Wash Times: Amnesty and gays
I hope the leaders at Amnesty International's offices in San Francisco, Washington and New York, who spoke to me on Wednesday about my concerns regarding the lack of information on gay human rights violations in their most recent report on the state of human rights in the United States, get around today to responding to my letter they received two days ago.
Kudos to Amnesty and its report for the sections that did cite abuse of gay human rights elsewhere. For example, this is from the section on Uganda:
"The climate of hostility against lesbians, gays, bisexuals and transgender (LGBT) people persisted and discriminatory legislation against sexual minorities remained in force. Security agents continued to harass members of the LGBT community, causing gay rights activists at one of the main universities to fear for their personal safety.
"In October, a radio station was compelled to pay a fine for hosting a live talk show with sexual rights activists. The Broadcasting Council imposed a fine on FM Radio Simba, claiming that the programme was 'contrary to public morality' and breached existing laws." (Source: AI report, Uganda)
Amnesty owes the gay community an explanation about why similar abuses of gays in the United States failed to get into the report.
June 3, 2005
The Washington Times
Inside the Ring
By Bill Gertz and Rowan Scarborough
Michael Petrelis is not the first person who comes to mind when listing critics of Amnesty International.
The San Francisco-based Mr. Petrelis is an acknowledged left-wing activist who supports Ralph Nader.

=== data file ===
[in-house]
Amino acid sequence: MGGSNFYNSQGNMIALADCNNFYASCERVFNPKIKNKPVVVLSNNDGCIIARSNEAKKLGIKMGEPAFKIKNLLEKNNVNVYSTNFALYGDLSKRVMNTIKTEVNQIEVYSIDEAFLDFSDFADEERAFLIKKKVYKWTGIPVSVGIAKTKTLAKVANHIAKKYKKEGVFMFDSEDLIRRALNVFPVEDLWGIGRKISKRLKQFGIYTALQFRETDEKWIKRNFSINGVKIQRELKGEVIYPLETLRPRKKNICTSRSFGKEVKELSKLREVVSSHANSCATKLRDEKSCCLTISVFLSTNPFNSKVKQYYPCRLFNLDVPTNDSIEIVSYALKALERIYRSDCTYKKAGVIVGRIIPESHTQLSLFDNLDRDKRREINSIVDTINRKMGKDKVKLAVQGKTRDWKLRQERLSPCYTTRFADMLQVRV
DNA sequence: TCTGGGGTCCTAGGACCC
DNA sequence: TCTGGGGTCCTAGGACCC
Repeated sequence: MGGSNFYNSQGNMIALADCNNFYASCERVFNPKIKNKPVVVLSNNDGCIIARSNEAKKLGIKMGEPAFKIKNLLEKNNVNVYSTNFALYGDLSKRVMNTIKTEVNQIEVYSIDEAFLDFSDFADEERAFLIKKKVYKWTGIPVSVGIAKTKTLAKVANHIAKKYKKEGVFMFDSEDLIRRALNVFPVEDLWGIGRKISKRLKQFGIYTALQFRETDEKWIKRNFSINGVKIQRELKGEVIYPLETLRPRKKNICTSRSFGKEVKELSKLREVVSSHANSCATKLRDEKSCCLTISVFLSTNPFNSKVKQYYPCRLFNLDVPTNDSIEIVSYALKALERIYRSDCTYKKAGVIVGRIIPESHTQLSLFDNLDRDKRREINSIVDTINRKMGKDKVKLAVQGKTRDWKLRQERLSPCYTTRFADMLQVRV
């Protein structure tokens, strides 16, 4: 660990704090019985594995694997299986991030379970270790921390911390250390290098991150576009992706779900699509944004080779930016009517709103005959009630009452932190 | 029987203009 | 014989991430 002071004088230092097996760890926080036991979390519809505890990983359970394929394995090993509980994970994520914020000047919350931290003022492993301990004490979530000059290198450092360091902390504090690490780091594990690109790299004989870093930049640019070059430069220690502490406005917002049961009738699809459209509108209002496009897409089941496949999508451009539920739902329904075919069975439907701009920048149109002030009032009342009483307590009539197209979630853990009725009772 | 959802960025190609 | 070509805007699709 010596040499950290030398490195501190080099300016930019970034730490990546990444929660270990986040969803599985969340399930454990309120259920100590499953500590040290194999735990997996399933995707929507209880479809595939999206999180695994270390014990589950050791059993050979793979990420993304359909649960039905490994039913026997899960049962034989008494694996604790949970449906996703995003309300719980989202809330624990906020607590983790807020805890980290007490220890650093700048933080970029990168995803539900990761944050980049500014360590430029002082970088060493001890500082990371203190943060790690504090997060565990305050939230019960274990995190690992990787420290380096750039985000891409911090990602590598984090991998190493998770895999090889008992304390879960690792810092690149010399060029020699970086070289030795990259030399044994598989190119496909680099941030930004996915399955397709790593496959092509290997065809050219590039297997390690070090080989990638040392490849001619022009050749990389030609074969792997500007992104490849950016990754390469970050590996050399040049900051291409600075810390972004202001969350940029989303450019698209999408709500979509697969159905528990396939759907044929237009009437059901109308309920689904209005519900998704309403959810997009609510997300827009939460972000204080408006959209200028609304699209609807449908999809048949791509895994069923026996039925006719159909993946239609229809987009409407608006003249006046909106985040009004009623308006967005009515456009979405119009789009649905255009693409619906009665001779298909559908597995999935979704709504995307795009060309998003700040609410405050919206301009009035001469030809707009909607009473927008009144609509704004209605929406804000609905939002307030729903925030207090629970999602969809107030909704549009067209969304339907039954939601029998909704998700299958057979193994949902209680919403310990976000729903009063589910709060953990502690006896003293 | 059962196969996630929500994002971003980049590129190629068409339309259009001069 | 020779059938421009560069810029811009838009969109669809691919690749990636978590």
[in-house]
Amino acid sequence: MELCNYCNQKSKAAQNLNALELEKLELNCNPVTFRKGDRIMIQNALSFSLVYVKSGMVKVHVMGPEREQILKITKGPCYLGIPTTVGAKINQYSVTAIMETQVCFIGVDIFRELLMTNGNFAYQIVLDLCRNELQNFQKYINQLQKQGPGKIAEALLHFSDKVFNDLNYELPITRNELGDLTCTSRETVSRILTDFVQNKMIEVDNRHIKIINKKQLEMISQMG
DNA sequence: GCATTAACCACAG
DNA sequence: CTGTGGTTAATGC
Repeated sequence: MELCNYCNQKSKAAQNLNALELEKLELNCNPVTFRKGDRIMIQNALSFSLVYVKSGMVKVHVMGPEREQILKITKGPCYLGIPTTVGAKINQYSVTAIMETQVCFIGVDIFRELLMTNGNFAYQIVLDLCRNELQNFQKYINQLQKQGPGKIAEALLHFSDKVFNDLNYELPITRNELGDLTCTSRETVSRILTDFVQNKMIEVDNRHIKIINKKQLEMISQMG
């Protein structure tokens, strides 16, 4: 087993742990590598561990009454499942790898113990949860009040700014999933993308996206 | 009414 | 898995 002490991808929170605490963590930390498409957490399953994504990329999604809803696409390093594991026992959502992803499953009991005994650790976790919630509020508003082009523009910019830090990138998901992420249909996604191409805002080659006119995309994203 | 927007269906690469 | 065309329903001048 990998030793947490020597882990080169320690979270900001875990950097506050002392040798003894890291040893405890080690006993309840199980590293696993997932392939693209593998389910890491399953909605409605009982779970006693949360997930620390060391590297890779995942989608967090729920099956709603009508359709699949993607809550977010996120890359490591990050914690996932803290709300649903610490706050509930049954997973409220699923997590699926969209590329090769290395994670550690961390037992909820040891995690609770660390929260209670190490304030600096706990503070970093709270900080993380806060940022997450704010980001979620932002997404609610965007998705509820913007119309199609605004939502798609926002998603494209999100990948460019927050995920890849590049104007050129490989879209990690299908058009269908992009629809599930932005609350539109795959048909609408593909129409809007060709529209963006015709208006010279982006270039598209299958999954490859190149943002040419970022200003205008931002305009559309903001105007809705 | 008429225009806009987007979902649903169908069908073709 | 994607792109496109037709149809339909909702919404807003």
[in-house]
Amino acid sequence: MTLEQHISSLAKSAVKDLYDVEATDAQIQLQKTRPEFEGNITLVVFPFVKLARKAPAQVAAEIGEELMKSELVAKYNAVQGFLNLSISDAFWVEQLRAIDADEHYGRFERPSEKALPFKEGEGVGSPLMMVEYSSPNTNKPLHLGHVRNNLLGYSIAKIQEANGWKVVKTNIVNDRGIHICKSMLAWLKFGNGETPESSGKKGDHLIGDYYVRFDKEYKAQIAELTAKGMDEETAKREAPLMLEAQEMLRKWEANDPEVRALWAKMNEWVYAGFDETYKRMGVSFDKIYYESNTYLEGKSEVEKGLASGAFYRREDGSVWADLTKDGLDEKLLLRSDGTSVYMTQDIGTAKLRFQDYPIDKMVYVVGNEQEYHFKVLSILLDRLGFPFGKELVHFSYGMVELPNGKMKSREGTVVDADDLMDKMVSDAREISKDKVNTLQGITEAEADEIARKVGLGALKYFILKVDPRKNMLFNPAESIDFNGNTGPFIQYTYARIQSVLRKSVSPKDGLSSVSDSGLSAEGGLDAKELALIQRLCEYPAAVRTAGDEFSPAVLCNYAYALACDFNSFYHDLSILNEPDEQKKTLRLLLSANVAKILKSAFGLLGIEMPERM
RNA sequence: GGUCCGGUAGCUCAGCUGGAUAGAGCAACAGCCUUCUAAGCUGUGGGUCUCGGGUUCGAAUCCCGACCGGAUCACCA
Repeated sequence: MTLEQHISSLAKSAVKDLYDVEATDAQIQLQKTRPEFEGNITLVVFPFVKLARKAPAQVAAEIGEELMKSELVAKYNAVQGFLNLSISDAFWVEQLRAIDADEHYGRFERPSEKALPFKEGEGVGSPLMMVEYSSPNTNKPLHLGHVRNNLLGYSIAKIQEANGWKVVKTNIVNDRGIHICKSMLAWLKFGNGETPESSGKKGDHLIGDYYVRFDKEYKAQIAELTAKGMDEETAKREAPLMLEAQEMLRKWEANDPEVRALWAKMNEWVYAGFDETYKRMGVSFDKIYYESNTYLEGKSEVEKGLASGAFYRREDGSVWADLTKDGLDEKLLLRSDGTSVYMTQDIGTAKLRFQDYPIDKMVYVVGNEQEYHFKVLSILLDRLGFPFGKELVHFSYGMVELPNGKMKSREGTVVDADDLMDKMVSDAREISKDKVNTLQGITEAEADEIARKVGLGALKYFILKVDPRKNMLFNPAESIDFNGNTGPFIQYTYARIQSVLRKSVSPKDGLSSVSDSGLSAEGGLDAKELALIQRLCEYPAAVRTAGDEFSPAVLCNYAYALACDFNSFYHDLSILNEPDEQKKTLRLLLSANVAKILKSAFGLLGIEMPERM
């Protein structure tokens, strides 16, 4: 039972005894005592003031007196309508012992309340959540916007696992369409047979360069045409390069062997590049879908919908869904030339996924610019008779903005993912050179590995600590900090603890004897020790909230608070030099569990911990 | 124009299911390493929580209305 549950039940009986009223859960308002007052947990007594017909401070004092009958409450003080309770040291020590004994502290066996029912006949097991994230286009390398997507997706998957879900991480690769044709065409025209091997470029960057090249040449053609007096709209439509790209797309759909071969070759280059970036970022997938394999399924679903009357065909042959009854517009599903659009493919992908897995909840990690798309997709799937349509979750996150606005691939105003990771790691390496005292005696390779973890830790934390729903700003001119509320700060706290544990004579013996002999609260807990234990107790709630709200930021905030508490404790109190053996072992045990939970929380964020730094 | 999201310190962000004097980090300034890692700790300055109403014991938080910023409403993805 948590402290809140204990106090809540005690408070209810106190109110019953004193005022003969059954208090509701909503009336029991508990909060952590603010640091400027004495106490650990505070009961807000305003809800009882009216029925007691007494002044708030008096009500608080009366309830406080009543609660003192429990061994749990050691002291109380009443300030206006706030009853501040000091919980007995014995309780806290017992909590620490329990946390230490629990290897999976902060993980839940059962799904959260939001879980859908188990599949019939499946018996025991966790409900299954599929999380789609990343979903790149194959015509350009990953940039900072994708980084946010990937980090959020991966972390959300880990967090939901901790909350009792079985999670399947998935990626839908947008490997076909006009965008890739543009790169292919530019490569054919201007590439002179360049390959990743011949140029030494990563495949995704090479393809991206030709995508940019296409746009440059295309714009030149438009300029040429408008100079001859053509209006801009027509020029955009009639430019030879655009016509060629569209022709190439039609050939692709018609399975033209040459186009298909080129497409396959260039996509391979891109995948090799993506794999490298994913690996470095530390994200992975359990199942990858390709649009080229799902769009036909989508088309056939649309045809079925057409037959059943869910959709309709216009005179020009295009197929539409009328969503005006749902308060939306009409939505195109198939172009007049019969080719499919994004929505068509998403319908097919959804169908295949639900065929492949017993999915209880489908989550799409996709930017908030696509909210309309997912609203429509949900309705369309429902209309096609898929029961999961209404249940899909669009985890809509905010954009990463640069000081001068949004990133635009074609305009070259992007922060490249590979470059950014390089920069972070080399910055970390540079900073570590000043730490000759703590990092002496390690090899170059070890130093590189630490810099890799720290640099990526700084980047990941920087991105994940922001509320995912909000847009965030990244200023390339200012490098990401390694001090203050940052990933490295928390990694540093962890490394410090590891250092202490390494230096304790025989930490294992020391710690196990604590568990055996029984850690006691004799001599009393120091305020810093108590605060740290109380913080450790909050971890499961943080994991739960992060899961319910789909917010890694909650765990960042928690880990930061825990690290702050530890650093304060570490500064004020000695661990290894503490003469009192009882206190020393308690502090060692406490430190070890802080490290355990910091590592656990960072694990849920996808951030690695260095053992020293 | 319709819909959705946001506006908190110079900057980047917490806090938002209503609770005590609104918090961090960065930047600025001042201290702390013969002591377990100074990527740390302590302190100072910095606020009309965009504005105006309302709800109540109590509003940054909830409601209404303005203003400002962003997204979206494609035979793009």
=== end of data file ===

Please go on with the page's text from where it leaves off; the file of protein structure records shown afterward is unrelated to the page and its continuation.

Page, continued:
But Mr. Petrelis did a lot of detective work this week, scouring the public files of the Federal Election Commission and finding that a number of high-ranking Amnesty officials donated to the presidential campaign of Sen. John Kerry, Massachusetts Democrat.
Mr. Petrelis then fired off a letter to the group accusing officials of violating their own bylaws about abstaining from partisan political activity. His main complaint is that Amnesty should pay more attention to hate crimes against homosexuals.
June 2, 2005
The Washington Times
Amnesty Leaders Aided Kerry
By Rowan Scarborough
The top leadership of Amnesty International USA, which unleashed a blistering attack last week on the Bush administration's handling of war detainees, contributed the maximum $2,000 to Sen. John Kerry's presidential campaign.
Federal Election Commission records show that William F. Schulz, executive director of Amnesty USA, contributed $2,000 to Mr. Kerry's campaign last year. Mr. Schulz also has contributed $1,000 to the 2006 campaign of Sen. Edward M. Kennedy, Massachusetts Democrat.